National Hispanic Heritage Month: Deborah Juarez

By Lisa L. McGloiry

1.    Shepherd Church is proud to celebrate National Hispanic Heritage Month. Can you tell us what aspects of your Hispanic culture you appreciate the most?

I love to honor my Hispanic heritage by recognizing my parents from Guatemala. They migrated here because they wanted to realize the American Dream and give their children a better opportunity. I have become more familiar and appreciative of my culture as I’ve grown older. One thing that I love about my heritage is that the Guatemalan people are so giving and are great hosts. Unfortunately, at 12 years old, I didn’t appreciate this trait. Since I grew up here in
California, I wasn’t used to their way of life because it was so different. I didn’t particularly appreciate going there to visit because it wasn’t a good experience for me. One time, during part of our trip, we visited my uncle who grows coffee. His home is in a rural part of Guatemala closer to the jungle. At the time, his household didn’t have running water, and to use the restroom — which was a hole in the ground — we had to walk through the jungle to get to it. My uncle and his family were so welcoming and treated me so well even though they had never met me before. They were poor and had so little, yet they freely gave all they had to me and others.

Fortunately, I had the opportunity to go back to Guatemala five years ago. My uncle has running water now with a functioning restroom even though he still lives in the jungle. His small village even has a few elementary schools. While I was there in September, all of the elementary children from the town were all dressed up in their folklore costumes celebrating the country’s independence.

To participate in the parade, the children must purchase or rent their outfits. If a family cannot afford it, they must make their own. I saw one of kids dressed in a cape with shiny gems and mirrors, and he was glistening. Another child I saw could not afford to buy a costume. His attire was hand-made, covered with broken CDs to resemble gems, and taped to a bag that functioned as the cape — it was so festive.  He was so happy and proud wearing it. Here in America, his outfit would be embarrassing to a young child, but not in Guatemala. These kids, poor or not, celebrated and had a wonderful time.  Watching the parade brought me to tears because the people there have so little, yet they celebrate with so much joy and pride. That’s one example of what I love about the Guatemalan people and my culture.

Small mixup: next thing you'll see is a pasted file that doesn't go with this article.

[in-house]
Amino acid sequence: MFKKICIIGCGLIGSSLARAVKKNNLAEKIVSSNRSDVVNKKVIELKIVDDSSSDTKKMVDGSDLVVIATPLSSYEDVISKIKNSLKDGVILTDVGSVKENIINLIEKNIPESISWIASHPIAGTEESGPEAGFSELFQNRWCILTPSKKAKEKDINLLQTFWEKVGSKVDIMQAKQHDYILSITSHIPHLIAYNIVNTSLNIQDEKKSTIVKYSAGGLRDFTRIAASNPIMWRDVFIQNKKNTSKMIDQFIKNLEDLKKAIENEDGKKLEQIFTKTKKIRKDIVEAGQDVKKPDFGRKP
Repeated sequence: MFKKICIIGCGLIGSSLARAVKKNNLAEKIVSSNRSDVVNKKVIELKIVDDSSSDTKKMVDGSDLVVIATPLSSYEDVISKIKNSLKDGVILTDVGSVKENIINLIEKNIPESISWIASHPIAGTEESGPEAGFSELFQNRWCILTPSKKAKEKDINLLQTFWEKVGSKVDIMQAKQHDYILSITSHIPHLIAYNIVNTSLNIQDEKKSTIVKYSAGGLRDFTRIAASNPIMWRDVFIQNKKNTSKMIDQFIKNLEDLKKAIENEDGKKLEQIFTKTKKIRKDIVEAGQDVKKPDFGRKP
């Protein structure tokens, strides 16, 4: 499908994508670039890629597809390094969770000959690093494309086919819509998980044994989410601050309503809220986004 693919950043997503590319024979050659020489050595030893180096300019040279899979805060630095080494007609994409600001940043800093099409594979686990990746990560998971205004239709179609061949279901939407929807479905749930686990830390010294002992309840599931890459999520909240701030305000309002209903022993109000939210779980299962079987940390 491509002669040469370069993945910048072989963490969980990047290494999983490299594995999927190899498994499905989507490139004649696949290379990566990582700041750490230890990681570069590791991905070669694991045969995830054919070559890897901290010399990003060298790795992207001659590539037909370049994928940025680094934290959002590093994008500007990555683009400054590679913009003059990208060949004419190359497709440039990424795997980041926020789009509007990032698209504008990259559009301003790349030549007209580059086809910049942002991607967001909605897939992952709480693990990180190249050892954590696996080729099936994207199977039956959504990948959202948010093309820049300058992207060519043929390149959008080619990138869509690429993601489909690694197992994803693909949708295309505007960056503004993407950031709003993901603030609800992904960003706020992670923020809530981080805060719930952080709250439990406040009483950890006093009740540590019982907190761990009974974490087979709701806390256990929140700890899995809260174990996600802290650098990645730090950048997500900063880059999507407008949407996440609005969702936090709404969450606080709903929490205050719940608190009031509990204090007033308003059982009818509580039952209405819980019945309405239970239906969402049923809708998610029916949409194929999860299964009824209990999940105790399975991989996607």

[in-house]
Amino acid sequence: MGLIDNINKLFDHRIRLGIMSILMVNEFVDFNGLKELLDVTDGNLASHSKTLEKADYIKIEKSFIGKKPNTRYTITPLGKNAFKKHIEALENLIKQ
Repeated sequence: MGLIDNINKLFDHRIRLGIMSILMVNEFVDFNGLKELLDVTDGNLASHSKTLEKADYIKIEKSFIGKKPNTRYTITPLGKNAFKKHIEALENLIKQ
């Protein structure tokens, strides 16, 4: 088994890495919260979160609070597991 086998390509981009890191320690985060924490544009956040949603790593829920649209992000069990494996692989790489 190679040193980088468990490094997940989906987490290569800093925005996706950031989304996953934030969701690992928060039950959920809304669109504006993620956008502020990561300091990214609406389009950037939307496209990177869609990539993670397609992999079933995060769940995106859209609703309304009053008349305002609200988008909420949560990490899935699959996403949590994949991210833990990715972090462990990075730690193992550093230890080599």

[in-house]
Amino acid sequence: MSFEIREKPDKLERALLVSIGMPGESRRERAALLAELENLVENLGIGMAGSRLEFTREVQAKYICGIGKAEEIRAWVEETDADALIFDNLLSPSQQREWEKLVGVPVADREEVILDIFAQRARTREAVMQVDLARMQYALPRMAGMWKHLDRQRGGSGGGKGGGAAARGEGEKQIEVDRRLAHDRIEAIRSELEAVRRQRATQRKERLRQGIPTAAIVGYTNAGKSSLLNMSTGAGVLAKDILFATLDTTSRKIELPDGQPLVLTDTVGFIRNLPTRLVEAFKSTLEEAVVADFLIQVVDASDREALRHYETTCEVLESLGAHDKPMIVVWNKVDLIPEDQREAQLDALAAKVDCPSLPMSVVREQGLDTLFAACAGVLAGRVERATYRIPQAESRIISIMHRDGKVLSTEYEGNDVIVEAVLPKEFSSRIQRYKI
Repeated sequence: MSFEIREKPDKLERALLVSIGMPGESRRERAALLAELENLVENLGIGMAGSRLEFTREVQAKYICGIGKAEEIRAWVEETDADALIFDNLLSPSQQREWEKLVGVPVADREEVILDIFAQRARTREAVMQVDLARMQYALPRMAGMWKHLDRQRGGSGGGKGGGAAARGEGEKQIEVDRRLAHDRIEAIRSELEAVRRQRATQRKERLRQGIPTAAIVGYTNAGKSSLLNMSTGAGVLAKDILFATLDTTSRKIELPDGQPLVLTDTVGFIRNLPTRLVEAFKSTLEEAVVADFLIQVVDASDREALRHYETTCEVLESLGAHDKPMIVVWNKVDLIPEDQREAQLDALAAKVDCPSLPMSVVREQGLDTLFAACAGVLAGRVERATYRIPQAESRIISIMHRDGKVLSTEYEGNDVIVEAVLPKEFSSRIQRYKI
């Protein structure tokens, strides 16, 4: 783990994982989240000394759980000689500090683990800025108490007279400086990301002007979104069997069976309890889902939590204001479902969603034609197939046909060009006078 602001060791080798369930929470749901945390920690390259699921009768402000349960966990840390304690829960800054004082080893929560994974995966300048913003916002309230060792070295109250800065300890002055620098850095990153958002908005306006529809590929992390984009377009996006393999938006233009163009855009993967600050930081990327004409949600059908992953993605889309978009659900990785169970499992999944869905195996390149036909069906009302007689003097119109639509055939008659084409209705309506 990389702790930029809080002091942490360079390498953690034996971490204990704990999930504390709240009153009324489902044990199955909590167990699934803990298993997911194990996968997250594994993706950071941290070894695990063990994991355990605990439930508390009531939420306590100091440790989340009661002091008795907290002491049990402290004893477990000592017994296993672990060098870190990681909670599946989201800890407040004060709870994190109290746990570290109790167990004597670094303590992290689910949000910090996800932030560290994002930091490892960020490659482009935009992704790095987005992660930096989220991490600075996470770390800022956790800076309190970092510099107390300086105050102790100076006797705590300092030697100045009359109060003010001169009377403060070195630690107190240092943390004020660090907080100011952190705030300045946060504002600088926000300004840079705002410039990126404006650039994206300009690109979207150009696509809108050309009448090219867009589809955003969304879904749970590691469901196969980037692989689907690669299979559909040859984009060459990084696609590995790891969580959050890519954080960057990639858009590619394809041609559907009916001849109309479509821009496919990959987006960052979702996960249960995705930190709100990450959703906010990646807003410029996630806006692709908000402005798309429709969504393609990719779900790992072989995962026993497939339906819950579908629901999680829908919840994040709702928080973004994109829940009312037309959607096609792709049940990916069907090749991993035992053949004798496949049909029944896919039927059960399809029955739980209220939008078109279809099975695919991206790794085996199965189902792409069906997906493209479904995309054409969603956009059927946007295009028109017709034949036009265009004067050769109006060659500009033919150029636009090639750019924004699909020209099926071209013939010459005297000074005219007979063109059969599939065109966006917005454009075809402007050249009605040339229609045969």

2.    What ways can individuals and families celebrate the many contributions, diverse cultures, and extensive histories of the American Latino community throughout the year?

I would encourage everyone to exercise patience when encountering a Hispanic person who speaks little English — in other words, Spanish is not their first language. I say this because I saw racism displayed against my parents when my parents tried to speak English. I would see people roll their eyes at them when they spoke. One time my parents went to get food, the employee got their order wrong. When my parents tried to explain that this was not their order, the worker threw away their food in front of them because he did not understand their limited English. 

Growing up in the United States, I did not experience this kind of racism or any form of discrimination while at school, with my friends, or even when the Lord blessed me to go to summer camp. I immersed myself in the American culture because this is what my parents wanted for me and worked hard for me to be a part of.  One way we can all honor and show respect to the American Latino community and all cultures is to have more grace and show genuine kindness when we encounter someone who doesn’t speak fluent English or speaks a different language.

3.    You serve as a lead volunteer at Shepherd Church and serve alongside people from various backgrounds and nationalities. Why is it important for first-time guests to see diverse people from different parts of the world when they come through the front doors of our church?

First of all, heaven will reflect a mixture of races, ethnicities, and cultures. Jesus sacrificed His life for us, whether we are black, white, Asian, or Hispanic. He receives all of us with open arms, so having the opportunity to serve alongside many different diverse cultures is an honor and a blessing.

 I didn’t always go to Shepherd Church. I was raised in a Spanish Pentecostal church and later was invited to Shepherd and reconnected with the Lord. I love that our church is multiracial and multicultural. I serve at the Information Counter, and we have Spanish translation for those who need to hear the Word in their native language. I’m so happy that we can share God’s Word this way. Volunteering at Shepherd has taught me about other cultures because I work alongside people from different parts of the world. I’ve met so many people who have prayed with me and helped me become closer to Jesus. It is crucial for people who come to our church to see people serving from different nationalities and cultures that look just like them. As volunteers, we don’t know when we encounter a new guest, whether this will be their first time at any church or if they are attending because of a bad experience at another church. So that’s why here at Shepherd, we try our best to show Jesus’s love and grace to everyone, so each person feels welcomed and wants to worship with us and be part of our church family.